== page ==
Local authorities promote the island as the perfect base for Bitcoin and Litecoin operations, say they can prevent money laundering
‘The Isle of Man recognises both the risks and opportunities presented by digital and virtual currencies. We are conscious of issues that have surrounded these activities but also can identify serious and credible entrants to the market wishing to explore this innovative technology,” said Peter Greenhill, head of e-business at the island’s Department of Economic Development.
“Therefore, the Government has instructed the relevant departments and statutory bodies to ensure there is a regime that promotes both business opportunities but also applies appropriate anti-money laundering requirements.”
The Isle of Man follows the Channel Island of Alderney, which made a similar declaration last year.
The Island is working to recognise digital currencies as a property, rather than a currency, and apply the appropriate anti-money laundering controls.
Greenhill said that the island will welcome innovative businesses that operate in this yet unregulated sector, as long as they “meet the necessary standards while also preserving the Island’s good reputation as a financial centre.”
It is hoped that virtual currency start-ups will bring jobs and income to the Island and create enhanced career opportunities. The Financial Supervision Commission, Department of Home Affairs and local industry will work together to implement sufficient safeguards in the absence of regulation.
Business willing to take advantage of the offer will need to register with the Financial Supervision Commission and submit to appropriate reviews to ensure they are compliant with the anti-money laundering requirements, well-managed and run by appropriately skilled and knowledgeable people.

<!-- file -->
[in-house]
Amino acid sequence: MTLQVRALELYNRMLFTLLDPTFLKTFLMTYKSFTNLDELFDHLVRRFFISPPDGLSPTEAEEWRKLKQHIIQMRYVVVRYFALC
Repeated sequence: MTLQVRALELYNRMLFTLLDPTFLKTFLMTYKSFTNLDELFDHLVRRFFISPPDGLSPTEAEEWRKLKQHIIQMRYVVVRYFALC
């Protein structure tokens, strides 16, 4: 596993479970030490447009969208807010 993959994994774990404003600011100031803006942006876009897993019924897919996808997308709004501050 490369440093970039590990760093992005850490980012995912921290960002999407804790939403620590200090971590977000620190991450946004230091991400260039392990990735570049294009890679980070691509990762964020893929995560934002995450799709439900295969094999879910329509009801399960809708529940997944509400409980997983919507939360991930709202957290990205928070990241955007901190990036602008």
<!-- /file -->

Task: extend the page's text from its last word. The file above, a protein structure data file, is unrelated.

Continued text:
“We anticipate that this market will develop and change rapidly and, as a result, we will keep market changes under review and with a view to consider future regulatory regimes as required,” said Greenhill.
‘With this announcement the Isle of Man reinforces its status as a jurisdiction that welcomes well-controlled and compliant businesses while sending a clear message to those who would seek to operate outside the law that we are open for good business only”, added Minister for Economic Development John Shimmin.
In December 2013, Alderney asked for permission to mint physical Bitcoins in gold, as it was aiming to become a global hub for businesses using the electronic currency. Earlier this week, the BBC reported that these plans have been put on hold.
However, Robert McDowall, the chairman of the Alderney Finance Committee suggested that the gold coins tied to the value of a single bitcoin could be made elsewhere, for example on the Isle of Man.
What do you know about Bitcoin? Take our quiz!